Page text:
As a veterinarian, I help clients say goodbye to beloved pets nearly every day. There are those geriatric pets whose age or disease has finally got the best of them. I say things like “They enjoyed a wonderful and long life.” “When we open our hearts to know their love, so do we open our hearts to the heartache of their departure” “It is our final gift to give to relieve their suffering.”
Then there are the tragic unexpected losses where you just try to hold them up while emotions of disbelief, guilt, rage, anger, among others wash over them. Perhaps they want comfort to know their pet went quickly and without pain. You assure them it isn’t fair, that it was chance or poor luck.
I have been awash in loss this past year. Expected loss of dogs from cancer and heart failure to the sudden losses due to tragedy or an undiscovered disease. I don’t know if one is better or worse than the other. With the terminal pets I felt waves of anticipatory grief. As much as I held on to the idea of “enjoying every day given” where there was joy in that day there was fear that this day was the end, that I didn’t know that moment would come and couldn’t control the end. Here I sat a veterinarian and I couldn’t save my own.
With each client I felt the need to take away the pain of grief and put in on my own back to bear so as to reliever their own suffering. I put myself in their shoes and felt my own losses, either those that had happened or those yet to come. I couldn’t go on in that way as a veterinarian helping. Instead I started thinking of grief as blanket and it was my job to hold a space for them, to wrap a blanket of understanding and support around them. I could share the grief but I could not shoulder it. My quote of choice became: “Grief is the final act of love we have to give to those we have loved. Where there is great grief there as great love.” And then loss hit again today….and a wave of anger and grief once washed over me knocking me over.
Maxx was a miracle, a PITA butthead, bully, and I loved to hate him. He would even spend time on kitty Prozac for his inappropriate marking behavior.
It was a typical afternoon at the clinic, when an older gentleman brought in an overly friendly overweight tabby cat with a thick red collar. Just 20 minutes after his exam and vaccines that tabby showed up at our strip-mall veterinary clinic doorstep in respiratory distress and vomiting blood. His owner couldn’t be found and we feared the worse. We couldn’t wait any longer and so radiographs revealed the problem- he had a diaphragmatic hernia…basically his diaphragm had torn and his abdominal contents including stomach and liver were in his chest threatening his life.
The owner was located and couldn’t commit to the necessary surgery to save his life. Maxx had jumped out the car window on their departure. He could have ran under a car or to another business location but he seemed to beg for help by coming back to our doorstep. Maxx seemed a survivor and was owed the chance to prove it. I had him signed over and swore to do the best I could.
His breathing during surgery was provided by manual ventilation by a technician. Each breath provided by the careful squeezing of the reservoir bag, passing oxygen and anesthetic gases thru the tube in his trachea to inflate his lungs. The diaphragm tear was found and I saw his beating heart and removed what didn’t belong in his chest. I sutured his thin torn diaphragm back together. And he survived…and recovered…and I couldn’t let him go so he became mine.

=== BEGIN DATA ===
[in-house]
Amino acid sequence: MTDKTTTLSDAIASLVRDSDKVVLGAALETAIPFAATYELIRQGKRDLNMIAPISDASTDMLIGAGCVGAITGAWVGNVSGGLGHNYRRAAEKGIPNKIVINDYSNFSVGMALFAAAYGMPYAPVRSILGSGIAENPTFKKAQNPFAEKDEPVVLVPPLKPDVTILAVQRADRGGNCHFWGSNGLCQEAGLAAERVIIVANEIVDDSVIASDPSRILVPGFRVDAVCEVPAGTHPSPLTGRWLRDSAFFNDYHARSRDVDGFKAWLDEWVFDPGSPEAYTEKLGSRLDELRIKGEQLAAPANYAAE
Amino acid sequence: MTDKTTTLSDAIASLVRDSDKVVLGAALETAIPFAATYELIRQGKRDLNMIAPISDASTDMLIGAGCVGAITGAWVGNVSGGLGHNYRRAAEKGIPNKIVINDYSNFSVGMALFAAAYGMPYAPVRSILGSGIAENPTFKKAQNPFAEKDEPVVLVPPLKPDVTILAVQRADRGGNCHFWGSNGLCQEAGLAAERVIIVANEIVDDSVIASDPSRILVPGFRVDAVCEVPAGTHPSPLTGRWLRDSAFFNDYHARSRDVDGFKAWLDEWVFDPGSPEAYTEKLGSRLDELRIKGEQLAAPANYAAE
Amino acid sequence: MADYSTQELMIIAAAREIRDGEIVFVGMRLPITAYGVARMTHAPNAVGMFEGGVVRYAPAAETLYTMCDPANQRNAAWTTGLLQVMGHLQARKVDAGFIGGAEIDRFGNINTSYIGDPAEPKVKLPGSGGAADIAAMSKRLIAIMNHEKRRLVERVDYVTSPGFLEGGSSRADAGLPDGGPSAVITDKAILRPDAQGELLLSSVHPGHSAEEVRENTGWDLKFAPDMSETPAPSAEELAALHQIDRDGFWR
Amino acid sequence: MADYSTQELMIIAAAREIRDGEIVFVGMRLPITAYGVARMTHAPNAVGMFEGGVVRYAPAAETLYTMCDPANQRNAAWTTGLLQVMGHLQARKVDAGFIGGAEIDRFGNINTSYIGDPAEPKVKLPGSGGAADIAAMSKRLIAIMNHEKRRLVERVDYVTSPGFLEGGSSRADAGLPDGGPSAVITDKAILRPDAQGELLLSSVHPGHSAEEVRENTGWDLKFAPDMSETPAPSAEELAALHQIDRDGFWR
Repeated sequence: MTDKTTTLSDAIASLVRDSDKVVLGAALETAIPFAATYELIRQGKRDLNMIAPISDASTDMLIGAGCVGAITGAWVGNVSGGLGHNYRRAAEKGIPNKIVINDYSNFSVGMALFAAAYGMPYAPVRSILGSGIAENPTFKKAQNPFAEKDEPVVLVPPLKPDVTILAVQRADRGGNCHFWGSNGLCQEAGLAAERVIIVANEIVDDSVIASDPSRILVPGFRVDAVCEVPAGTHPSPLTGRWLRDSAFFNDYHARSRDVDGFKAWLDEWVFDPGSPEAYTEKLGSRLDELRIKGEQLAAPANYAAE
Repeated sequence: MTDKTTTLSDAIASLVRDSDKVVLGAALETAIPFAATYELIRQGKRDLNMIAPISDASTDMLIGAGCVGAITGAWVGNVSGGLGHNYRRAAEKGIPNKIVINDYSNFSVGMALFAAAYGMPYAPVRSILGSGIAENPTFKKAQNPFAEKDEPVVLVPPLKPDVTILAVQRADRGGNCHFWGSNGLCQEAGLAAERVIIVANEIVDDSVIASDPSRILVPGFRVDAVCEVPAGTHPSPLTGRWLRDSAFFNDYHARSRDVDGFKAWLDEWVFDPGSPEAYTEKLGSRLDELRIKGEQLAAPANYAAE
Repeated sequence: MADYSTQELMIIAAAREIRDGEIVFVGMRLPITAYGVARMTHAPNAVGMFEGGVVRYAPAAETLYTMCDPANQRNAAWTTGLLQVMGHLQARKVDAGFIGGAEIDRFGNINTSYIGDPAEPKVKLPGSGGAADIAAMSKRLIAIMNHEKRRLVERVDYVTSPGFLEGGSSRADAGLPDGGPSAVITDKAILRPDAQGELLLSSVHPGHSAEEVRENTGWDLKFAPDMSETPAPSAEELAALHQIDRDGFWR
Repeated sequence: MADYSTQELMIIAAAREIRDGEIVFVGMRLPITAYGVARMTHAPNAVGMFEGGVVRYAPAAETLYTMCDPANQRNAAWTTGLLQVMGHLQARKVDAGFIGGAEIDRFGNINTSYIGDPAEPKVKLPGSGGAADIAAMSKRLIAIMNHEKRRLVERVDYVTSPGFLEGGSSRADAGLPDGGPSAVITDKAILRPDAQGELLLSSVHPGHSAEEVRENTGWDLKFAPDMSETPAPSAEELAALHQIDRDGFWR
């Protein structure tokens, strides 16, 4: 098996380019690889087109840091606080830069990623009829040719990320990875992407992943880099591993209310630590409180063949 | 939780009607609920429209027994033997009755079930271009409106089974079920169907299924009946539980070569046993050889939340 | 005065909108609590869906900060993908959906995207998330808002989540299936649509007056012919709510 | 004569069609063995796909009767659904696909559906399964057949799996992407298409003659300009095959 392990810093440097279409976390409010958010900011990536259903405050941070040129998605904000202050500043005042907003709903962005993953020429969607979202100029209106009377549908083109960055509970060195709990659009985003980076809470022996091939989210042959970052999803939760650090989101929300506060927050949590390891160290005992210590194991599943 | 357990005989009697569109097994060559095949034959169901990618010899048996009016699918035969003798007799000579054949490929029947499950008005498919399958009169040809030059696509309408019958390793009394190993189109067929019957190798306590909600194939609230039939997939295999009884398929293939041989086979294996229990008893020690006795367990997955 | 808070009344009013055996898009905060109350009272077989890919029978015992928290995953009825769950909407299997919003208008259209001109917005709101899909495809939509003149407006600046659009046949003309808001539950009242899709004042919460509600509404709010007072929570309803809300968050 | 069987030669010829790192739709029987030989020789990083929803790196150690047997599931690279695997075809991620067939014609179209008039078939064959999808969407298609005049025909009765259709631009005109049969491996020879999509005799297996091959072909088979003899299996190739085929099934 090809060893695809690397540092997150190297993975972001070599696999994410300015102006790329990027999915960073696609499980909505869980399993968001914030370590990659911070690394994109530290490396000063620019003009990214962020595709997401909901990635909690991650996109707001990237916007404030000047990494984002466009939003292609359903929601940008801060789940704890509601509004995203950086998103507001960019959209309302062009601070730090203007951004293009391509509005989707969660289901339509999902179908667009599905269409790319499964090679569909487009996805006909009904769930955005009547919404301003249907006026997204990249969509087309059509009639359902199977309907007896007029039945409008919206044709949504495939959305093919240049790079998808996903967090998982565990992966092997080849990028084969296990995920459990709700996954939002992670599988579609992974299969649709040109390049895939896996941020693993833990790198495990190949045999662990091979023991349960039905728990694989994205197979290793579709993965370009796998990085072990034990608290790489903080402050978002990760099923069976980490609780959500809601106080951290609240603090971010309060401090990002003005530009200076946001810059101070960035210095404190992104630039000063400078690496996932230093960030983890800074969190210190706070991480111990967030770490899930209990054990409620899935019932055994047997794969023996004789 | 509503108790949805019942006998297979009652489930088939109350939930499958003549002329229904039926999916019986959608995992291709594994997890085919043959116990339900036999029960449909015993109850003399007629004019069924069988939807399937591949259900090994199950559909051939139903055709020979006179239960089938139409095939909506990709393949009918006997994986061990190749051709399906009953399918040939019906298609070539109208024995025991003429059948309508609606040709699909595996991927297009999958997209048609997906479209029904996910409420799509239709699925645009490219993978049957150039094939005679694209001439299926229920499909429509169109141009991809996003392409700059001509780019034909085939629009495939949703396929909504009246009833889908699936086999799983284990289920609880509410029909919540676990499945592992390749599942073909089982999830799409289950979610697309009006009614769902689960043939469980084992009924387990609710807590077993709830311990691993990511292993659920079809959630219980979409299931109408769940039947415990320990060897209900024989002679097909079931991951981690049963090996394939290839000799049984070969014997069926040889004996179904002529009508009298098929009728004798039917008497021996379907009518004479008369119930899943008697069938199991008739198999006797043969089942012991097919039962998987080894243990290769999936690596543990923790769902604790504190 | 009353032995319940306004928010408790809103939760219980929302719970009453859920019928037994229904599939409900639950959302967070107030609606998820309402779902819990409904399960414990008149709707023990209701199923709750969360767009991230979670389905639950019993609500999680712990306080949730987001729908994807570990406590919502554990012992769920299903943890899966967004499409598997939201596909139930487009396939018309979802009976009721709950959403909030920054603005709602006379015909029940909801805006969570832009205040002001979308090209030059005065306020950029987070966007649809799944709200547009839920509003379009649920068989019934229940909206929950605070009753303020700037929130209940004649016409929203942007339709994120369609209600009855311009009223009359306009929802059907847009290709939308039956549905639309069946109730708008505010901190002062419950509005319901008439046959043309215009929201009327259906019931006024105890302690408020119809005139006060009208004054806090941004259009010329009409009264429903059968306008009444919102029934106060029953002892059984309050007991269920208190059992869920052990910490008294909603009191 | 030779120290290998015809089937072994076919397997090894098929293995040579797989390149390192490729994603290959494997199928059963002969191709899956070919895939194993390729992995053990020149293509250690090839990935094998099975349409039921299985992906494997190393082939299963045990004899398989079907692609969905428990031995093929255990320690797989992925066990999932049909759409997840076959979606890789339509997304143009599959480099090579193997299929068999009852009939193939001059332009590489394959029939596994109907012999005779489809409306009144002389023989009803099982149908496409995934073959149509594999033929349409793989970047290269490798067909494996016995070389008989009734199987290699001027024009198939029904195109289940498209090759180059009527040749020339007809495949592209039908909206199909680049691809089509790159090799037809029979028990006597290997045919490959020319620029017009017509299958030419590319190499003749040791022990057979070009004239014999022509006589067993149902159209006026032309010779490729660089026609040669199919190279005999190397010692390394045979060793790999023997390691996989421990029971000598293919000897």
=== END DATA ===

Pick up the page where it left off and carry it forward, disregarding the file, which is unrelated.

Maxx was really the worst…overly loving but on his terms, a food loving fatty I feared would become diabetic, a bully to the outdoor cats, and destroyer of my belonging with his potent urination. But I loved him.
So when he was gone for more than a day I feared the worse. Brad searched and found him…and since I had been texting for updates I got the call…and all the grief came back. I couldn’t handle another loss…just weeks after our beloved dog and months after other pets. I was pissed…I have clients that bring their cats in once a lifetime at the age of 18. I did everything for this cat. I saved his life…he beat the odds so why the hell now!
Nature is a cruel bitch! As I see the pastures come alive I know she brings life and beauty and she takes it away in one moment. Maxx had been attacked and the evidence suggested by a coyote. His wounds not survivable. I was fearful I won’t be able to find the answers I always need but when I saw him it wasn’t him…he was gone and this worthless body left behind.
And I said all the things I share to others…”You saved him. He had a great life. He loved the outdoors (He was strictly indoors initially but seemed to hate it and needed more. His first adventure outdoors I swept him up from under a bush after spending the entire 10 minutes he was outdoors convince he was acquiring feline leukemia virus). I don’t understand nature…I have the training to diagnosis, prescribe, and treat but in the end nature wins…she always does…whether it be when it seems right after a long full life or in tragedy we can’t understand.
I hold gratitude I have my family, children, and loved ones…that perhaps “He was just a cat. That she was just a dog.”. But my heart hurts and so once again death comes and grief follows.